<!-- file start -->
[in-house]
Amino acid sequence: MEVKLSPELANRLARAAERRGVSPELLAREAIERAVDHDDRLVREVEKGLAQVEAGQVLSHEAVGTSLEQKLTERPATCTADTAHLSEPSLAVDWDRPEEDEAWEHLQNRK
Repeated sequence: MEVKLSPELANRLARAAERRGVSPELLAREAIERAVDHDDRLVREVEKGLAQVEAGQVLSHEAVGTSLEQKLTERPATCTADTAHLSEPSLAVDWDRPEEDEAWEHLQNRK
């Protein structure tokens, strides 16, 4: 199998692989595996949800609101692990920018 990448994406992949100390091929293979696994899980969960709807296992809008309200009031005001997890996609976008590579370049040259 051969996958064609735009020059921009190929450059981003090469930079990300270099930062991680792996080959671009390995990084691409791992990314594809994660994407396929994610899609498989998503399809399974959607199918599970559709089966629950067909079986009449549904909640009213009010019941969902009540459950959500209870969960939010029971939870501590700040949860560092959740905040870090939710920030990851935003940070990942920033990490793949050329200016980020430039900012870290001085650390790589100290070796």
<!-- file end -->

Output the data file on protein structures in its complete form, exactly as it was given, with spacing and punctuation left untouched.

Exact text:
[in-house]
Amino acid sequence: MEVKLSPELANRLARAAERRGVSPELLAREAIERAVDHDDRLVREVEKGLAQVEAGQVLSHEAVGTSLEQKLTERPATCTADTAHLSEPSLAVDWDRPEEDEAWEHLQNRK
Repeated sequence: MEVKLSPELANRLARAAERRGVSPELLAREAIERAVDHDDRLVREVEKGLAQVEAGQVLSHEAVGTSLEQKLTERPATCTADTAHLSEPSLAVDWDRPEEDEAWEHLQNRK
């Protein structure tokens, strides 16, 4: 199998692989595996949800609101692990920018 990448994406992949100390091929293979696994899980969960709807296992809008309200009031005001997890996609976008590579370049040259 051969996958064609735009020059921009190929450059981003090469930079990300270099930062991680792996080959671009390995990084691409791992990314594809994660994407396929994610899609498989998503399809399974959607199918599970559709089966629950067909079986009449549904909640009213009010019941969902009540459950959500209870969960939010029971939870501590700040949860560092959740905040870090939710920030990851935003940070990942920033990490793949050329200016980020430039900012870290001085650390790589100290070796």